I’ve swapped the standard DJI motors + plastic blades back to the T-Motor + Carbon fiber blades; sure enough, no rocketting up into the sky, and once more I was able to complete a flight. But…
all the old problems I had returned – excessive drift and yaw.
- the DJI motors are not powerful enough to manage the angular momentum of their heavier plastic blades
- the T-motors are not all equal – from the direction of the drift, I would guess the right-hand pair are damaged leading to drift and yaw.
So I have no choice but to buy new motors T-motors, and see what happens. Hopefully that will sort things out and I can get back to real testing of my control software PIDs rather than diagnosing bizarre behaviour due to dodgy hardware.
So frustrating wasting my very limited testing time on something that turns out to be not my fault!
whatever remains, no matter how improbable, must be the truth.
Although the video from the other day probably showed the best autonomous flight control for a while, there were pieces I couldn’t explain or was unhappy with my speculative explanation.
So it’s time to move into a completely controlled test environment – my kids’ playroom – and check step by step everything that makes up the quadcopter.
- hardware – are the arms aligned – are the top and bottom plates flat? Surprisingly, the answer to the second question is no. I was adding the new sticky feet onto the flight controller (Raspberry Pi + breadboard) and only 3 feet touched the top plate. Yet all four feet touch the table, kitchen work surface and floor. Time for a replacement top plate methinks.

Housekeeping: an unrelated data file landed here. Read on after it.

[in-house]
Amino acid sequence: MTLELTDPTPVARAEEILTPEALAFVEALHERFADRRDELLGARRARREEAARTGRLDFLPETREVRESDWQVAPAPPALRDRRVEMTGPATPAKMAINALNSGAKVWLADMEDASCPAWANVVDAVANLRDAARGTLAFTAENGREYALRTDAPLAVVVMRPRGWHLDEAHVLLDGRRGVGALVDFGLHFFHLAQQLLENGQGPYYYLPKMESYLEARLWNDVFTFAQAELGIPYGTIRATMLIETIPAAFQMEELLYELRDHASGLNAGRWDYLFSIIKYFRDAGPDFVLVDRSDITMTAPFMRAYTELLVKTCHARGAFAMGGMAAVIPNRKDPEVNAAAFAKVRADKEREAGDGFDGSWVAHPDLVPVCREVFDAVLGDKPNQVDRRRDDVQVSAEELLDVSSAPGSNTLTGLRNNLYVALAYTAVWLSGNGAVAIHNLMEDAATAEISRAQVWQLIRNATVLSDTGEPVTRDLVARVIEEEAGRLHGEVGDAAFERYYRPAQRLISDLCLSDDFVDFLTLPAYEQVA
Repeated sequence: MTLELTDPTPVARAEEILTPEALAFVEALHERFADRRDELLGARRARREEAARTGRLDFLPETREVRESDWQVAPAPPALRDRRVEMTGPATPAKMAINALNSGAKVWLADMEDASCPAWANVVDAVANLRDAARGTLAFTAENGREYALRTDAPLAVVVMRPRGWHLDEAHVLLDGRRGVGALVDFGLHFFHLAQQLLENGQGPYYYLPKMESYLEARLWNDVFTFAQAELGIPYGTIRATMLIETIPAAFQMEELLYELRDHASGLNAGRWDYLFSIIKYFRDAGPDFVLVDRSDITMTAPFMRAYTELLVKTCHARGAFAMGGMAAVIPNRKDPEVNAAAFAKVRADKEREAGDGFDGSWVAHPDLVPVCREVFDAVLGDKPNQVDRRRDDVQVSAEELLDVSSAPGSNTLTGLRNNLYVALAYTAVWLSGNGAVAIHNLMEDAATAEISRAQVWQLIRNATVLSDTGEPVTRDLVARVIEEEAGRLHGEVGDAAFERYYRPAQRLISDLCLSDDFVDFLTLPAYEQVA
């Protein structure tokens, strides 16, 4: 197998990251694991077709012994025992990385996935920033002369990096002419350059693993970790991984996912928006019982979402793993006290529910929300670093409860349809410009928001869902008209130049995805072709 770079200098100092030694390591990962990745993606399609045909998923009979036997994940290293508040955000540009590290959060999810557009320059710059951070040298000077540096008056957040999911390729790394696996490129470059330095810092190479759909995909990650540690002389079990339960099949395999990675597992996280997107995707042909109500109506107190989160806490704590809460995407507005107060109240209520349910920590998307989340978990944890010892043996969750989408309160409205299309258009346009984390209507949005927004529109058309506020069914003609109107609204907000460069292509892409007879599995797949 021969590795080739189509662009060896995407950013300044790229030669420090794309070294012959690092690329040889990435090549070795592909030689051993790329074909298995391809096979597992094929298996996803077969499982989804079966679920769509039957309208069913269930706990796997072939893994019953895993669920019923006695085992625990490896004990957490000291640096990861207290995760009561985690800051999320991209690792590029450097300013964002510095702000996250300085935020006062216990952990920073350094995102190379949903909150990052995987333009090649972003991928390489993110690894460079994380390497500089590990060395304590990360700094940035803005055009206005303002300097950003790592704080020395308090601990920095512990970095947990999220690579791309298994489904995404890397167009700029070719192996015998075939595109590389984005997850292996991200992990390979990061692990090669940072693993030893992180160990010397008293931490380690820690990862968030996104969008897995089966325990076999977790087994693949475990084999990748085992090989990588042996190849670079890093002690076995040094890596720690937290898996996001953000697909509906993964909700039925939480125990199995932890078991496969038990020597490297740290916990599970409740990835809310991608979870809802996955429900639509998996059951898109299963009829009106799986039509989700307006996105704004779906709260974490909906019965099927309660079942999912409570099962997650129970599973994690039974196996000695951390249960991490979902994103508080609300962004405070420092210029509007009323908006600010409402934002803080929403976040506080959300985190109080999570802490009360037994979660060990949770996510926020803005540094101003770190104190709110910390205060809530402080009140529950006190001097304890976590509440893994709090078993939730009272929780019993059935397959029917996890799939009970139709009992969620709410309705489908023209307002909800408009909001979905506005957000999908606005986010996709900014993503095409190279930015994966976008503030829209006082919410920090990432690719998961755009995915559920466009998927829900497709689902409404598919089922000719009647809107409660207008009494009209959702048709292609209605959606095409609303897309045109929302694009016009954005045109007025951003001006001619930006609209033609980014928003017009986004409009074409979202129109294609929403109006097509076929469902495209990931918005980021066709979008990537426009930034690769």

- gravity calibration – it needs to be done as best as I possibly can to avoid it corrupting further test cases
- vertical take-off, hover, and landing from a horizontal platform with only the inner most PID (angular rate with feedback from the gyro) in control to maintain horizontal flight with no drift – this can only be a short flight as gyros are prone to drift
- vertical take-off, hover and landing from a slightly non-horizontal platform with the absolute angle PID also engaged to control the angle when the gyro drifts – again a completely vertical take-off with 0 drift regardless of take-off platform should be achieved even over a longer flight
- finally, add the horizontal speed PID into the mix to make sure it doesn’t change things when the horizontal speed it set to 0.
Now I was planning to do this tomorrow, but now Phoebe has failed at step one, the testing can’t start until she has her new flat top plate.